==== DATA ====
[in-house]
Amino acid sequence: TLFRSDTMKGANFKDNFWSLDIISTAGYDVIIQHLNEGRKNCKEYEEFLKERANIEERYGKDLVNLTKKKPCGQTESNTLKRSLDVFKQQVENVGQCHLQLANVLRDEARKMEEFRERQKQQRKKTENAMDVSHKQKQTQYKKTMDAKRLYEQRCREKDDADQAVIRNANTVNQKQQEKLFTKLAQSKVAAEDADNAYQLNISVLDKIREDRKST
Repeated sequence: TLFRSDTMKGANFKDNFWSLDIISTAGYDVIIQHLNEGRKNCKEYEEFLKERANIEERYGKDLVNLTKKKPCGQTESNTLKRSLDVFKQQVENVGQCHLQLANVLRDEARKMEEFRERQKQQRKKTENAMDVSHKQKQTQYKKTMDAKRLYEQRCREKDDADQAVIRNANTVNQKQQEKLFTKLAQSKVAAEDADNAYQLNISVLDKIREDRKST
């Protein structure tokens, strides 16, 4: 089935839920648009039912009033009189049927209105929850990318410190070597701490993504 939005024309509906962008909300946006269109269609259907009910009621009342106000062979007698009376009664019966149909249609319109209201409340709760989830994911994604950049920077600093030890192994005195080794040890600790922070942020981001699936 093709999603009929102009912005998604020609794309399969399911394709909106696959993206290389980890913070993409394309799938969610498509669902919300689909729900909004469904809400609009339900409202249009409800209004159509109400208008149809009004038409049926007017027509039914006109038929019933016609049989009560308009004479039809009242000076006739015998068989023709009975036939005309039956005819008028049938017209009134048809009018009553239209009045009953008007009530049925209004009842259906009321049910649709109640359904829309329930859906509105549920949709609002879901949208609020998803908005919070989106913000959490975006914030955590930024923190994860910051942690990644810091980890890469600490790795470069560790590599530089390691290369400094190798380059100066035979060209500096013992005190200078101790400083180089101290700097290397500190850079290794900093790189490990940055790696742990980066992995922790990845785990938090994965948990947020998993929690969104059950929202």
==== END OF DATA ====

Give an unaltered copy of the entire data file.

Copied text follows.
[in-house]
Amino acid sequence: TLFRSDTMKGANFKDNFWSLDIISTAGYDVIIQHLNEGRKNCKEYEEFLKERANIEERYGKDLVNLTKKKPCGQTESNTLKRSLDVFKQQVENVGQCHLQLANVLRDEARKMEEFRERQKQQRKKTENAMDVSHKQKQTQYKKTMDAKRLYEQRCREKDDADQAVIRNANTVNQKQQEKLFTKLAQSKVAAEDADNAYQLNISVLDKIREDRKST
Repeated sequence: TLFRSDTMKGANFKDNFWSLDIISTAGYDVIIQHLNEGRKNCKEYEEFLKERANIEERYGKDLVNLTKKKPCGQTESNTLKRSLDVFKQQVENVGQCHLQLANVLRDEARKMEEFRERQKQQRKKTENAMDVSHKQKQTQYKKTMDAKRLYEQRCREKDDADQAVIRNANTVNQKQQEKLFTKLAQSKVAAEDADNAYQLNISVLDKIREDRKST
């Protein structure tokens, strides 16, 4: 089935839920648009039912009033009189049927209105929850990318410190070597701490993504 939005024309509906962008909300946006269109269609259907009910009621009342106000062979007698009376009664019966149909249609319109209201409340709760989830994911994604950049920077600093030890192994005195080794040890600790922070942020981001699936 093709999603009929102009912005998604020609794309399969399911394709909106696959993206290389980890913070993409394309799938969610498509669902919300689909729900909004469904809400609009339900409202249009409800209004159509109400208008149809009004038409049926007017027509039914006109038929019933016609049989009560308009004479039809009242000076006739015998068989023709009975036939005309039956005819008028049938017209009134048809009018009553239209009045009953008007009530049925209004009842259906009321049910649709109640359904829309329930859906509105549920949709609002879901949208609020998803908005919070989106913000959490975006914030955590930024923190994860910051942690990644810091980890890469600490790795470069560790590599530089390691290369400094190798380059100066035979060209500096013992005190200078101790400083180089101290700097290397500190850079290794900093790189490990940055790696742990980066992995922790990845785990938090994965948990947020998993929690969104059950929202």